2018 and all that.

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Onward and upward...

I have been very quiet on the writing front for the last few months, as far as blog/journalism is concerned, but I have a cast-iron excuse...

For most of 2017, I was working on a new book which I am really excited about.
The project different from my previous book in many ways, and yet eerily familiar in others.

This time out, the project is a collaboration: I am helping a friend to tell his story. I can't say too much at this stage, except that it is a white-knuckle ride of a tale, that it too involves spinal cord injury, and that it will be published by Penguin in Australia in August/September 2018.

Away from the coal face, or should I say type-face... See what I did there? Clever, huh?
I am feeling pretty settled into a rather slower-paced existence in small-Australian-town-by-the-ocean, although there are certainly times when I miss big-English-city-at-the-centre-of-the-universe.

For starters, I spend a lot more time here dressed in rubber with a tube in my mouth. Snorkeling. I'm talking about snorkeling, of course. Why? What did you think I meant?

Having spectacular scenery the ocean on the doorstep is a profoundly enriching experience, if inevitably bitter-sweet. Sand continues to be my nemesis, and as it's usually between me and the ocean, I am constantly frustrated by the waves reaching out so tantalisingly.

In truth, the sand is not the only barrier to my enjoying the ocean. Bitter experience has led me the realisation that the effect of being in the surf can be recreated at home. All I'd need to do is climb into the washing machine with a bag of sand. The rough and tumble of the waves is made all the more dramatic when you are sat on the sand unable to move your legs. Wave one knocks you onto your back, wave two goes up your nose while you're still trying to get your balance after wave one, and then wave three drives sand into every orifice.

However, there are still some locations along this most beautiful of coastlines where the water is calm and access is possible. And that's when I get to feel the freedom of drifting in the water, suddenly weightless, my legs floating behind and the world is my oyster...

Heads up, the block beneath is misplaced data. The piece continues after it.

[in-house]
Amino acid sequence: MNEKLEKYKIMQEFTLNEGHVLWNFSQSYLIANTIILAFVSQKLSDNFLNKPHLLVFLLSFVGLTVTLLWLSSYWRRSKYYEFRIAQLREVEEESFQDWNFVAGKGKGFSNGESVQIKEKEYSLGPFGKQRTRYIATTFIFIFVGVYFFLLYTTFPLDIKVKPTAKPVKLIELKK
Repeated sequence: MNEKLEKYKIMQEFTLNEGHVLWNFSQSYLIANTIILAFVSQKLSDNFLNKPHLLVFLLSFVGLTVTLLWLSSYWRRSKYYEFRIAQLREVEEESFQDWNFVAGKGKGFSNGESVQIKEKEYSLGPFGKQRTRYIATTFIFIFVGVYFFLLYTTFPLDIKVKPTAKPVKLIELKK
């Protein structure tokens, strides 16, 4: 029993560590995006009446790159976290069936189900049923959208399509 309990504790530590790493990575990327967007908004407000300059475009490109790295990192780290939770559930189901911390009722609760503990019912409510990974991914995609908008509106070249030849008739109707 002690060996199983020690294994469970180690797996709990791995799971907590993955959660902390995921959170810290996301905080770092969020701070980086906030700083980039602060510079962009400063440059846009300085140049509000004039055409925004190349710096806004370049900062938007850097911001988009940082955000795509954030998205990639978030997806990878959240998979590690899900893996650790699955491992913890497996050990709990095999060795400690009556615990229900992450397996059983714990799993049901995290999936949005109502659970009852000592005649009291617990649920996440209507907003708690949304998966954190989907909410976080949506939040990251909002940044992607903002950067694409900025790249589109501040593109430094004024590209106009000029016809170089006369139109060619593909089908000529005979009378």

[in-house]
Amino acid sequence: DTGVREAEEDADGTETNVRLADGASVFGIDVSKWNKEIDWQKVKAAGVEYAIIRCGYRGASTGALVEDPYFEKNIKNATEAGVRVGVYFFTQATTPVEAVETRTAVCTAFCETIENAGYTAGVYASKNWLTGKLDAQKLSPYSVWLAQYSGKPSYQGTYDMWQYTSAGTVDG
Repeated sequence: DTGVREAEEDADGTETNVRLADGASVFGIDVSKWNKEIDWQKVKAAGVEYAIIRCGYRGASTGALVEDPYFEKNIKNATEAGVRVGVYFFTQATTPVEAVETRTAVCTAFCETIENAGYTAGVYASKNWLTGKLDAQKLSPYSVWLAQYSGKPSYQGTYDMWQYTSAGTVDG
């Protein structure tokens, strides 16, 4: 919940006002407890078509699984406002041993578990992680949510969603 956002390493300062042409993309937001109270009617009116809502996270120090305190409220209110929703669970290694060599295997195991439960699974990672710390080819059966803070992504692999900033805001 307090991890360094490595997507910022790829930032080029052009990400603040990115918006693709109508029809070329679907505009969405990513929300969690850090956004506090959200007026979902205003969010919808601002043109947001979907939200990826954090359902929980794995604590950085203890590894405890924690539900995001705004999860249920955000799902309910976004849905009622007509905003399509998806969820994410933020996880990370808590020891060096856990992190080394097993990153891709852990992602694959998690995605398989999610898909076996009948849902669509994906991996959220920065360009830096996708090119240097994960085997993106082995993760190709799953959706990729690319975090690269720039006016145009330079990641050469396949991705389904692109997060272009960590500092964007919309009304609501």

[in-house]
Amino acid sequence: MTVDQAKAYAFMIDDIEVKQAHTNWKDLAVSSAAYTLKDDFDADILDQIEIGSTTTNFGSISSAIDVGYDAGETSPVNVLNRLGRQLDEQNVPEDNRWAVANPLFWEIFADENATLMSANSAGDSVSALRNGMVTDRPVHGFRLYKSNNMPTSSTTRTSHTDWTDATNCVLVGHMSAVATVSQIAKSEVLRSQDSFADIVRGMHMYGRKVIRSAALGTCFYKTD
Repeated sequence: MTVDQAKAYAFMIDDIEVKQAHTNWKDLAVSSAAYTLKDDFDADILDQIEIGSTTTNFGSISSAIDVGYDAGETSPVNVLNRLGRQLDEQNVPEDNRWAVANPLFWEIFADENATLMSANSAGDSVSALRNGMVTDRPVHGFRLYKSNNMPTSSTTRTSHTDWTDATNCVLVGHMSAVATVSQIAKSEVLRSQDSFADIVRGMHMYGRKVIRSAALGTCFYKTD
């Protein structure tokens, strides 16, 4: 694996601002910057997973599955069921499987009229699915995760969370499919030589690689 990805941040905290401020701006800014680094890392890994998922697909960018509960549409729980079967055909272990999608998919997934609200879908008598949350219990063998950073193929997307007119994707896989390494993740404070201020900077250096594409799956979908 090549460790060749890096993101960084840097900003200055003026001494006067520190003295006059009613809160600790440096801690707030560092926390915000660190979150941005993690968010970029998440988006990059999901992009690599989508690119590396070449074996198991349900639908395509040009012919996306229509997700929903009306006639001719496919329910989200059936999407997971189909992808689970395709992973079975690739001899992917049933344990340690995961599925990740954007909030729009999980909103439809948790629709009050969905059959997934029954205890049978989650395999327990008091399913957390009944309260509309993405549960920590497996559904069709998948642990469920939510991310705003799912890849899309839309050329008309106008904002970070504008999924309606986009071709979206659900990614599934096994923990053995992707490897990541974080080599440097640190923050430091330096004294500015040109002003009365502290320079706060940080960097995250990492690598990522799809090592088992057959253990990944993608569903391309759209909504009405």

Well, actually an oyster is my oyster, but I don't really like oysters, so that's irrelevant, except the oysters do become relevant when it comes to getting in and out of the water, and that's where the wetsuit comes in. I have customised mine to include an extra layer of neoprene in the seat so that I can drag myself over rocks and sand with relative impunity.

And if anyone tells you I'm wearing the wetsuit because I can't deal with the cold water, I'll deny it, of course.

So, we're we're into March, and I'm still thinking about what my resolutions for 2018 should be.
Go with the flow probably sums it up. I will update this blog more often, and give it a facelift soon. But that said, it's taken me nearly three months to finally post this, so don't hold your breath.

What I have been doing for the last few weeks is trying to get off one of my pain medications. It's called Gabapentin, and it's been in the news a lot of late, which reports of people taking it recreationally, which I really don't get. The first time I took it twelve years ago, I was away with the fairies for about twelve hours, but that effect soon abated.

In trying to get off one of the drugs I've been on for twelve years, I am confronted with the reality of living with chronic pain. It gets worse for various reasons, but never falls below a base level, and the accumulated effect of sleep disturbance can seriously affect cognitive function and mood. This what led me to go back onto the stuff after ten days, or more accurately ten nights, when even sleepers had little effect beyond the first hour and a half. Interestingly, I did have more dreams during the few hours of sleep I snatched over the course of a week and they were really vivid too, which is a worry as it makes me wonder if the Gabapentin is shutting down that most creative part of my brain or affecting my memory.

I do share concerns that many others have expressed about Gabapentin and it concerns me that I've been on the stuff (as well as amitriptyline, the single most difficult drug to spell) for so long that I can't help but wonder what effect it has had on me in waking hours  as well as when I'm asleep.

I will continue to explore other options once I've had a review of my neurological condition, which hasn't been done for many years, but for now the focus is on being productive when I'm relatively awake, and basketball which, while it hurts for hours afterwards, seems to trigger an endorphin that can reduce my base pain levels for several days after.

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